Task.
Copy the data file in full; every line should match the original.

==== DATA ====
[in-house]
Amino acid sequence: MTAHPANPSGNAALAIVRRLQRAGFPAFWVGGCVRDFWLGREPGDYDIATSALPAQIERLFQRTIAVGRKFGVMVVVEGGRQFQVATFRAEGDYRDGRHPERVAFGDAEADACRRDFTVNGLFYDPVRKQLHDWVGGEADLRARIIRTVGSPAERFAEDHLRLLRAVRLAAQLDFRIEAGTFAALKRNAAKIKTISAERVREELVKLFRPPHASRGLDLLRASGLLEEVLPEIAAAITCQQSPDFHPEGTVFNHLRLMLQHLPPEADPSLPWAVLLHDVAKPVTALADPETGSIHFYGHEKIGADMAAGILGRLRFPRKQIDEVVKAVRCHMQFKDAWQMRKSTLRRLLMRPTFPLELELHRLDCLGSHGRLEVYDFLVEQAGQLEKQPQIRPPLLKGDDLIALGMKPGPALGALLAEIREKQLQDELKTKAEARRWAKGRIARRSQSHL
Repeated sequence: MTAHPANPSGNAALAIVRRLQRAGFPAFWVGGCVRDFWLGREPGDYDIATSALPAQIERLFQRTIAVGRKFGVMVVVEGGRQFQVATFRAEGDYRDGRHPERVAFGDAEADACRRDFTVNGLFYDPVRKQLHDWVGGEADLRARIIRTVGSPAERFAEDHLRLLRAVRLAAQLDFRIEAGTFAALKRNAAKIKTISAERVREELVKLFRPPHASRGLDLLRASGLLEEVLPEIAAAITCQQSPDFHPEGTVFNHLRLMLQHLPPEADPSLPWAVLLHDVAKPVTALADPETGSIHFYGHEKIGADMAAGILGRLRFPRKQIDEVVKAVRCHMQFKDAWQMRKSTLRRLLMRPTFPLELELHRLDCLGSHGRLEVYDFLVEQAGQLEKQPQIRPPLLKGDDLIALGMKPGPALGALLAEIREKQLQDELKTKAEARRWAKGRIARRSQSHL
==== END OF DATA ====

[in-house]
Amino acid sequence: MTAHPANPSGNAALAIVRRLQRAGFPAFWVGGCVRDFWLGREPGDYDIATSALPAQIERLFQRTIAVGRKFGVMVVVEGGRQFQVATFRAEGDYRDGRHPERVAFGDAEADACRRDFTVNGLFYDPVRKQLHDWVGGEADLRARIIRTVGSPAERFAEDHLRLLRAVRLAAQLDFRIEAGTFAALKRNAAKIKTISAERVREELVKLFRPPHASRGLDLLRASGLLEEVLPEIAAAITCQQSPDFHPEGTVFNHLRLMLQHLPPEADPSLPWAVLLHDVAKPVTALADPETGSIHFYGHEKIGADMAAGILGRLRFPRKQIDEVVKAVRCHMQFKDAWQMRKSTLRRLLMRPTFPLELELHRLDCLGSHGRLEVYDFLVEQAGQLEKQPQIRPPLLKGDDLIALGMKPGPALGALLAEIREKQLQDELKTKAEARRWAKGRIARRSQSHL
Repeated sequence: MTAHPANPSGNAALAIVRRLQRAGFPAFWVGGCVRDFWLGREPGDYDIATSALPAQIERLFQRTIAVGRKFGVMVVVEGGRQFQVATFRAEGDYRDGRHPERVAFGDAEADACRRDFTVNGLFYDPVRKQLHDWVGGEADLRARIIRTVGSPAERFAEDHLRLLRAVRLAAQLDFRIEAGTFAALKRNAAKIKTISAERVREELVKLFRPPHASRGLDLLRASGLLEEVLPEIAAAITCQQSPDFHPEGTVFNHLRLMLQHLPPEADPSLPWAVLLHDVAKPVTALADPETGSIHFYGHEKIGADMAAGILGRLRFPRKQIDEVVKAVRCHMQFKDAWQMRKSTLRRLLMRPTFPLELELHRLDCLGSHGRLEVYDFLVEQAGQLEKQPQIRPPLLKGDDLIALGMKPGPALGALLAEIREKQLQDELKTKAEARRWAKGRIARRSQSHL